As with every Apple iOS release, iOS7 started to become a serious item for developers at the WWDC held the summer before the release, when all the ins and outs of the new capabilities start to be made available to the development community under NDA. In most cases, the technologies that are announced fall into two broad categories: new toys and better ways to do existing things.
New toys are always seen as a positive, because they don’t tend to require anyone to change anything in existing code unless they want to, or need to take advantage of the new capabilities. Examples of this have included Storyboards and Autolayout. If you wanted to use ’em, you could. If you liked things the way they are, no problem either.
Get ready for a new generation of position-aware apps
Fans of near field communications payment solutions were, yet again, disappointed when the new batch of iPhones failed to include NFC in their list of features. While it might indeed be nifty for iPhone users to be able to join the Google Wallet revolution, another game-changing technology that Apple has launched has largely gone unnoticed. That would be the iBeacon framework built into iOS7.
iBeacon leverages Bluetooth Low Energy (part of the Bluetooth 4.0 standard), which has been incorporated into iPhones since the iPhone 4S. There are already a ton of applications using Bluetooth LE, notably the gaggle of Kickstarter-funded “find your lost keys” devices that use a small BLE dongle. What’s new is the framework, which allows applications to determine proximity to BLE beacons simply, and even when the app isn’t running. And BLE beacons are relatively cheap, you can get three of them for $99.
GUI Prototyping, Linux Containerisation, Searchable Apple Text, and Infosec Wargames
What is Apple going to stick on our wrists?
By all accounts, we won’t be seeing the iWatch until sometime next year. This is giving the press lots of time to speculate about exactly what the device might be. Since I can wildly speculate as well as the next tech pundit, I thought I’d take a shot myself.
To start, we can pretty safely say what the iWatch won’t be, and that’s a standalone cellphone. As clever as Jony Ive is, he has yet to become master of the laws of physics, and the limiting issue for cellphones is the size of the battery. Most of the actual bulk of a modern phone is the battery, and even if an iWatch uses a power-miserly processor and display, the cellular radio itself is going to put too much of a drain on the device to make it practical. Consider that the Galaxy Gear (which is trying to steal the iWatch’s thunder by getting to the market first) lasts about a day between charges, and has no phone inside it.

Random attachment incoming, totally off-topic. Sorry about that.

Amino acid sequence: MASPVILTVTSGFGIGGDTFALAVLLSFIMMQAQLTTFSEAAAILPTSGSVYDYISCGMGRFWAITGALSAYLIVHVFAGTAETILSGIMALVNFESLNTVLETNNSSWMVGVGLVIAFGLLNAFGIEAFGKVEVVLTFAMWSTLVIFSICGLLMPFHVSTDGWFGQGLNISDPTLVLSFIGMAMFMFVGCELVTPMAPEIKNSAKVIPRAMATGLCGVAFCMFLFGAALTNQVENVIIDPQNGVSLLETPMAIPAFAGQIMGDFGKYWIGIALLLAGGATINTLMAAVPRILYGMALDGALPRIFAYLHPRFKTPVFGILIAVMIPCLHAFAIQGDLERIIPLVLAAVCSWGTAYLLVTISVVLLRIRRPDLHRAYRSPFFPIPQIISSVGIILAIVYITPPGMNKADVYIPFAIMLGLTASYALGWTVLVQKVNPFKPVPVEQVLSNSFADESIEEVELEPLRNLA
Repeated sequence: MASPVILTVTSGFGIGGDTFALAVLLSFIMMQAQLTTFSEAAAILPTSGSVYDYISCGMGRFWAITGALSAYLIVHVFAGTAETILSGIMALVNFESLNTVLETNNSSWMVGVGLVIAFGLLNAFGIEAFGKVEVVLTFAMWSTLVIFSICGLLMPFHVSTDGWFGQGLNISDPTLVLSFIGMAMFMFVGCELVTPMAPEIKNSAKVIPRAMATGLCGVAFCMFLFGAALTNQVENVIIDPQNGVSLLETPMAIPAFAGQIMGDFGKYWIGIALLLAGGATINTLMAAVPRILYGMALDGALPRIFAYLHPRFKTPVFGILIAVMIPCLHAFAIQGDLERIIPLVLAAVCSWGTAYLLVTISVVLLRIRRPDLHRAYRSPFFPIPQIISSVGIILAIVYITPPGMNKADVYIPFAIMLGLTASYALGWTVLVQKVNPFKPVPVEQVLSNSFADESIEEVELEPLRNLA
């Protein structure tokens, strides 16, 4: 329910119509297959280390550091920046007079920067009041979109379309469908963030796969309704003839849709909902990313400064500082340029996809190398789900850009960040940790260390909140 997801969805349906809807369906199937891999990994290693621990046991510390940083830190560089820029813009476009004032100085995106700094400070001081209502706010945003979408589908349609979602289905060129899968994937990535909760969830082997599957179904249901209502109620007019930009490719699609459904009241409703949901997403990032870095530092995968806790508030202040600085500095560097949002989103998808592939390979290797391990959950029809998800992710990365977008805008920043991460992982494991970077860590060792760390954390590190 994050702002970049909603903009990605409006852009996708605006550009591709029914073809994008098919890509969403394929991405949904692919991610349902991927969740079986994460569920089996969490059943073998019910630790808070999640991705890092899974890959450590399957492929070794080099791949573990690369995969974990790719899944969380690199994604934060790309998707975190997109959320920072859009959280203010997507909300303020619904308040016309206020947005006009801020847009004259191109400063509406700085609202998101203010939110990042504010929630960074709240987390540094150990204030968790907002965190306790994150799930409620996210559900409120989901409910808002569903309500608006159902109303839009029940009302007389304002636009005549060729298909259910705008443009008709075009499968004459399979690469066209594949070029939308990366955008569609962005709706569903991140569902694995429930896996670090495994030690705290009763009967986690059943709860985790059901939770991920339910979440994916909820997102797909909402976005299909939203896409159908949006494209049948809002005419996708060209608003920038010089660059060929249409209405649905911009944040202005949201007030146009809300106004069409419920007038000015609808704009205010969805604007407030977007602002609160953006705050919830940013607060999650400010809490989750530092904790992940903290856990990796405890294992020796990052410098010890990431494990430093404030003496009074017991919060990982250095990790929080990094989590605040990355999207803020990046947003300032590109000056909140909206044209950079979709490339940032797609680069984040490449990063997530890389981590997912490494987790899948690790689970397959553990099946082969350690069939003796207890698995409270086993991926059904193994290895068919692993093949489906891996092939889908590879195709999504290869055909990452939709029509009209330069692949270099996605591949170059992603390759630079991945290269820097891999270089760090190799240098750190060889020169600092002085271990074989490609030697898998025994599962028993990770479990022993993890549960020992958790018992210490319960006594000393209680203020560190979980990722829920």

Thanks NSA, you've spoiled mobile crowdsourcing for everyone else!
The continual drip-drip-drop of NSA secrets, courtesy of Monsieur Snowden, has provided many of us with a new piece of daily entertainment. But as much fun as it can be to see No Such Agency’s dirty laundry being aired in public, it has a real and lasting affect on how consumers are going to see interacting with their mobile devices. Specifically, it could provide a major setback to the new universe of applications that use crowdsourced data.
There are lots of examples of highly successful apps that are essentially just aggregations of user-provided data. Yelp comes to mind immediately, but another good example is Waze. In both cases, users are providing the service with some fairly private information, where and when they were at a particular location. Waze is even more sensitive, because it is also recording your speed, which might be a bit higher than the posted limits.
Forget Touch ID, we're still waiting for access to Siri!
As I mentioned last week, the new Touch ID feature of the iPhone 5S is (at least for the moment) only usable by Apple created software. What this means is that a developer can’t take advantage of the feature to authenticate a user inside an application, it can only be used to unlock the phone and authenticate to iTunes.
This continues a troubling trend we’ve seen with Apple lately. Nearly two years after the release of Siri, the voice UI is still locked out for anyone but Apple and their chosen partners (such as Wolfram Alpha.) I understand that opening up a technology for third party usage takes planning and work, but twice in a row now, Apple has released what could be a transformative technology, and left the developer community out of the picture.